The United States argues that sovereign immunity is a principle that has long been respected in international law, and one of the principle’s main goals is to protect sovereigns from the costs and inconveniences of litigation. Argentina argues that far reaching discovery can disrupt government functioning and that limits on discovery are necessary to prevent wasting government resources. This is even more important where, as here, the discovery encompasses a broad examination of a sovereign’s assets at the request of a private party. Furthermore, The Clearing House, in support of Argentina, argues that even when the discovery requests go to third parties, a sovereign incurs costs by protecting itself from discovery requests over the state’s financial affairs, especially with requests that are so broad and far reaching that they require financial institutions to perform searches over numerous branches across the world, creating excessive burdens on the sovereign and the financial institutions alike. Additionally, The Clearing House argues that such discovery requests can force financial institutions to violate the law of other countries when those countries have different bank and privacy laws that regulate the dissemination of financial information.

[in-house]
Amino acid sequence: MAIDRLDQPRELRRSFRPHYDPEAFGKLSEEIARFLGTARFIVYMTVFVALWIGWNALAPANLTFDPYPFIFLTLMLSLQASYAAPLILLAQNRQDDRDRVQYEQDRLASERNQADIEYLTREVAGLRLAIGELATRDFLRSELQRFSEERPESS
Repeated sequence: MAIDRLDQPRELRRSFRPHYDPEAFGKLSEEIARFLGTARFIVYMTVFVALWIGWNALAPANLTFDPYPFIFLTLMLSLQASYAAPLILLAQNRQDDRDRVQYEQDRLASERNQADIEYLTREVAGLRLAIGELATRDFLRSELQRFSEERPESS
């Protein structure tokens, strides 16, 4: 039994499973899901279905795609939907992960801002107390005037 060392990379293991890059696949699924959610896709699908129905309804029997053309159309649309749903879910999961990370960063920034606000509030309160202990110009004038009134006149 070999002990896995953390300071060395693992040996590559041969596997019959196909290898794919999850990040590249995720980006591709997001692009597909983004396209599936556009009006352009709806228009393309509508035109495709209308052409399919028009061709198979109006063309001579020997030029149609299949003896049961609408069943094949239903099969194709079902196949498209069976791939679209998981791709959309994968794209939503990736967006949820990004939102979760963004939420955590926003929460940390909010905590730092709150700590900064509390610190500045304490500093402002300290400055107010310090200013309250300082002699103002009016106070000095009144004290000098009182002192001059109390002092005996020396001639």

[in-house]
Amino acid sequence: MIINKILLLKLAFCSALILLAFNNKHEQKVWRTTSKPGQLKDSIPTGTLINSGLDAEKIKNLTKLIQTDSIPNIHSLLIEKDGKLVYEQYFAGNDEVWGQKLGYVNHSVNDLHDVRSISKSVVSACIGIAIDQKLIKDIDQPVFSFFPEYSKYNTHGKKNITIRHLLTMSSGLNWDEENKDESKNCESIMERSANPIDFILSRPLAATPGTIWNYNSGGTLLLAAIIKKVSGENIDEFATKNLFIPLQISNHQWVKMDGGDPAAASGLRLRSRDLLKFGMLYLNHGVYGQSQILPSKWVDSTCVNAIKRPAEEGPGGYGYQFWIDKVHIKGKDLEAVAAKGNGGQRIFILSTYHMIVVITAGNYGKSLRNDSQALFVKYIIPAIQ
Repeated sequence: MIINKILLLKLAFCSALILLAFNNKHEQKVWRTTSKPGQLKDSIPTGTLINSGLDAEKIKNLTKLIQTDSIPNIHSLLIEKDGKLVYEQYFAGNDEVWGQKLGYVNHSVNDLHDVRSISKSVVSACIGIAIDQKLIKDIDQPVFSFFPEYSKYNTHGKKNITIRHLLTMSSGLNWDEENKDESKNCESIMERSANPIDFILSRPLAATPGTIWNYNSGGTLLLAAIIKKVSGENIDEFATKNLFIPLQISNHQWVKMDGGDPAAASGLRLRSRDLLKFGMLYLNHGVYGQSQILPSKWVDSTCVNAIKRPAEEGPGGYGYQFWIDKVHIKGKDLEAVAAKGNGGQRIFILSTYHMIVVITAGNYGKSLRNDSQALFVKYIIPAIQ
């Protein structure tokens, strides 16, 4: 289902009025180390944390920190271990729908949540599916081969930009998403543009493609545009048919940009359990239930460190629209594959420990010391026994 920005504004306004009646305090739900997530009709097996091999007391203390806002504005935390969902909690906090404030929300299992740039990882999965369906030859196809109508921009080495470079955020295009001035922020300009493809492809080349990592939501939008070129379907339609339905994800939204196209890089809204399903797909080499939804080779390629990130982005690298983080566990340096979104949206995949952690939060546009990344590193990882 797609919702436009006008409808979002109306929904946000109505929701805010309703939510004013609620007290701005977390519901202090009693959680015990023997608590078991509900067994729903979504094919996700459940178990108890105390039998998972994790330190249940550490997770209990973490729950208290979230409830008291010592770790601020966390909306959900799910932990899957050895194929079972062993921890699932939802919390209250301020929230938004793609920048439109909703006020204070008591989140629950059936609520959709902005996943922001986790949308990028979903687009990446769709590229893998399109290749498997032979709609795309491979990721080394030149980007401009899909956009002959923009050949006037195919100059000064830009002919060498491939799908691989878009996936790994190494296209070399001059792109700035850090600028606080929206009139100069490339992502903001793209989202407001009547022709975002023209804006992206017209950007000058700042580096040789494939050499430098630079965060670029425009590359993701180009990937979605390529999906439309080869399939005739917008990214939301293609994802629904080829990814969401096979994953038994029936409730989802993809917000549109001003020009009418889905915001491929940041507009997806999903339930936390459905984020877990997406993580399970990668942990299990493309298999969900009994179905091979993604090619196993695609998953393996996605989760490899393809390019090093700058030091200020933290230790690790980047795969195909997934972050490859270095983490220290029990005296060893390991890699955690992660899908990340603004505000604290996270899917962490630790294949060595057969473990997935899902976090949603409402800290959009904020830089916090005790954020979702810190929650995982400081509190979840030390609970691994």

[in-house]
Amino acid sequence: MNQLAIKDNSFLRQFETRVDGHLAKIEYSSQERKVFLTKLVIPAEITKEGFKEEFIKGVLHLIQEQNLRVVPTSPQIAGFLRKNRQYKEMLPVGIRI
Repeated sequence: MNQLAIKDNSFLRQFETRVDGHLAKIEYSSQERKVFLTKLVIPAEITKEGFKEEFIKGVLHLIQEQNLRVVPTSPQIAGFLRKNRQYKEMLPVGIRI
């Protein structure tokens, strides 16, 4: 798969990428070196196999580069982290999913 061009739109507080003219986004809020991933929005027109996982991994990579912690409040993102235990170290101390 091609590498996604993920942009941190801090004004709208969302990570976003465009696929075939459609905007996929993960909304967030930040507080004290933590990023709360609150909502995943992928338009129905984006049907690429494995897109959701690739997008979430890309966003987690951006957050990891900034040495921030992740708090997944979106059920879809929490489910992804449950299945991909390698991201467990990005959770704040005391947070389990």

South Carolina and other U.S. states counter that Argentina made specific promises to investors that those investors would be able to have recourse against Argentina in U.S. courts in the event of defaults by waiving its sovereign immunity. This type of waiver is a recognized exception in international law to sovereign immunity. Furthermore, NML argues that these discovery efforts seek only to produce already existent business records from third-party banks, not from the state, thus relieving the state from any burden of production. Also, because these banks are not state instrumentalities, the state cannot claim immunity for these non-sovereigns. Finally, NML argues that Argentina had the opportunity to claim governmental privilege in order to block specific parts of the discovery order in order to protect state secrets, but it chose not to.